Improving operational processes: The bimodal approach

The challenge is more evident in traditional Indian enterprises with complex core IT infrastructure, which requires a lot of focus on operations and limits innovation and also resists disruption of any form. On the other hand, new-generation businesses take advantage of the latest innovations in Cloud, Big Data, IoT and Mobility accelerating their move towards Industry 4.0 and beyond. In order to match their competitions, traditional businesses need to embrace innovations, but without disturbing the harmony of their IT and business processes. And, here lies the challenge.

A bimodal approach has been discussed as the ideal way out to address the digital transformation dilemma faced by today’s enterprises. In fact, Gartner justifies this approach by saying, “digital transformation should not be disruptive to core business requirements.” Gartner further explains the concept, “Marrying a more predictable evolution of products and technologies (Mode 1) with the new and innovative (Mode 2) is the essence of an enterprise bimodal capability.” Ideally, the blending requires technologies and processes that can bridge the infrastructure, data, and the information between Mode 1 and Mode 2.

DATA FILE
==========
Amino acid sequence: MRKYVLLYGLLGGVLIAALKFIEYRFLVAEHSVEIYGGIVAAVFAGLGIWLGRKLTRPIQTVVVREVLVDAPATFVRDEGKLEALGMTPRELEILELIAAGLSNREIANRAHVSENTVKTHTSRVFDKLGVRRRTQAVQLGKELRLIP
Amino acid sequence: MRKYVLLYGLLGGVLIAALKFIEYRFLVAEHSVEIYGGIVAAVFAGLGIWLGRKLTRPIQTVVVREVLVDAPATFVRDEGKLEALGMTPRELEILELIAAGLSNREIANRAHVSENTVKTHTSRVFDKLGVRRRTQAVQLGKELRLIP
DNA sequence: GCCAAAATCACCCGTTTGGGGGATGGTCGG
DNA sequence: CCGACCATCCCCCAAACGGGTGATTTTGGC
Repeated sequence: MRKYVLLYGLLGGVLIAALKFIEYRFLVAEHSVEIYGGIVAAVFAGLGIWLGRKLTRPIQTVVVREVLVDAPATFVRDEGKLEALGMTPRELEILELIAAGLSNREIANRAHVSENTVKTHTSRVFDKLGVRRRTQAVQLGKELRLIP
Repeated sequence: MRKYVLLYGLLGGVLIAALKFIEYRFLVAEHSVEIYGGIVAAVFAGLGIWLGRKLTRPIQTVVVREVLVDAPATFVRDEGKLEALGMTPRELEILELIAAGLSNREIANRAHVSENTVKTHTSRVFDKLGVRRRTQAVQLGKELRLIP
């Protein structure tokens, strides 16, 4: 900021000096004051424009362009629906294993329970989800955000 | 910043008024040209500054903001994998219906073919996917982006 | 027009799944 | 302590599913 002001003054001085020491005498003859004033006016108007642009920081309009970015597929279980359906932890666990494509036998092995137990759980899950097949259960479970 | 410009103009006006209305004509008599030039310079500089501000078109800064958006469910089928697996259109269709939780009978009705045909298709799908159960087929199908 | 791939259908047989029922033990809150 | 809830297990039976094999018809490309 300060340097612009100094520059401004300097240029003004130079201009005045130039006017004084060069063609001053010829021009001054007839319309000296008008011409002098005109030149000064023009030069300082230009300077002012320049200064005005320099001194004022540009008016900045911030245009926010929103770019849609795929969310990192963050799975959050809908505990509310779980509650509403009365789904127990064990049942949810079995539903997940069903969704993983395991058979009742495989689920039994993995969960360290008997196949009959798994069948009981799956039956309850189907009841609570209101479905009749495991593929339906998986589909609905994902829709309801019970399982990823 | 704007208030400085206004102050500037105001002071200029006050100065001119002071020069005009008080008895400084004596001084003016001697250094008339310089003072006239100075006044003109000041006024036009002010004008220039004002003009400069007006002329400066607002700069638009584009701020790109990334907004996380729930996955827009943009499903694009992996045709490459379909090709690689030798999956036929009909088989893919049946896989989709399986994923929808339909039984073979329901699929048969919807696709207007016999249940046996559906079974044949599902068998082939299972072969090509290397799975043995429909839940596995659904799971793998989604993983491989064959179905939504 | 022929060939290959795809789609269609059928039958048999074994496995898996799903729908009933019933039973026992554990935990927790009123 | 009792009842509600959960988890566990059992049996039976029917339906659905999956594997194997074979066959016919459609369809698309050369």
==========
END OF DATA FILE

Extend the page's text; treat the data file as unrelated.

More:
The converged infrastructure (CI) concept, which provides a unified computing infrastructure to manage different environments including physical, virtual and cloud, goes well with the bimodal IT approach. Convergence here reduces the involvement of IT staff for installation, maintenance and other management functions helping IT shift focus to innovations.

To be precise, the converged approach focuses on optimising Mode 1 infrastructure and providing a technology environment that can bridge into Mode 2 systems with minimal cost and complexity. Leveraging advancements in Cloud and Virtualisation, the converged infrastructure allows enterprises to deploy new applications and services which can respond quickly to changing business needs.

Further, the all-flash storage implemented in this stack helps bridge the infrastructure from Mode 1 to mode 2 by accelerating performance and optimizing storage with minimal environmental impact. Overall, the CI strategy helps reduce IT management costs and complexity associated with typical digital transformation scenarios in both SMBs and large enterprises.

With data becoming the new currency, the challenge ahead of enterprises is to procure and govern this data in a secure manner. The data emerging from mobile and IoT apps pose a major challenge, demanding huge resources just for handling this data.